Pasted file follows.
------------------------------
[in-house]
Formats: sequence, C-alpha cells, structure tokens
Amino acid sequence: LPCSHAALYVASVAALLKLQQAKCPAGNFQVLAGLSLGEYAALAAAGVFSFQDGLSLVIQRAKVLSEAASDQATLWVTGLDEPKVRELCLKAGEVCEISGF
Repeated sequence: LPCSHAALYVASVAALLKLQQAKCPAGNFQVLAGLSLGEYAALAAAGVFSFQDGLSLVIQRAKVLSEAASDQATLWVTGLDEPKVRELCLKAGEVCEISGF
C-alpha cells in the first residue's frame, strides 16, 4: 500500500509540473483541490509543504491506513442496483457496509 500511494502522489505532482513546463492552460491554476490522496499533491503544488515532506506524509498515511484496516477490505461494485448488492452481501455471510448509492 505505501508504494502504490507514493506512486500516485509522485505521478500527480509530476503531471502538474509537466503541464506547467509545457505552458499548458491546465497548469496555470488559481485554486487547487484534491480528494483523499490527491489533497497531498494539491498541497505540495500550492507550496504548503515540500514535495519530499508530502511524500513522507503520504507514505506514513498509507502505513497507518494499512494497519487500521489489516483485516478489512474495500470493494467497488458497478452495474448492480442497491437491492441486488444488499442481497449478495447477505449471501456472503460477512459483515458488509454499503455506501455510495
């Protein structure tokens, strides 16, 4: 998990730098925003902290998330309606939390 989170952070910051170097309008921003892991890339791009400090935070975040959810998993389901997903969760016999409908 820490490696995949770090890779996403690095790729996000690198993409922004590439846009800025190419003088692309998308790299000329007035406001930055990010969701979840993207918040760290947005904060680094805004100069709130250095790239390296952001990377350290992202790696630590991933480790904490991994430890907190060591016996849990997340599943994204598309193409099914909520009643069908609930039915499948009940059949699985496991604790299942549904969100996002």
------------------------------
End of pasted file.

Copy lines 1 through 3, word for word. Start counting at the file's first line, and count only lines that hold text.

[in-house]
Formats: sequence, C-alpha cells, structure tokens
Amino acid sequence: LPCSHAALYVASVAALLKLQQAKCPAGNFQVLAGLSLGEYAALAAAGVFSFQDGLSLVIQRAKVLSEAASDQATLWVTGLDEPKVRELCLKAGEVCEISGF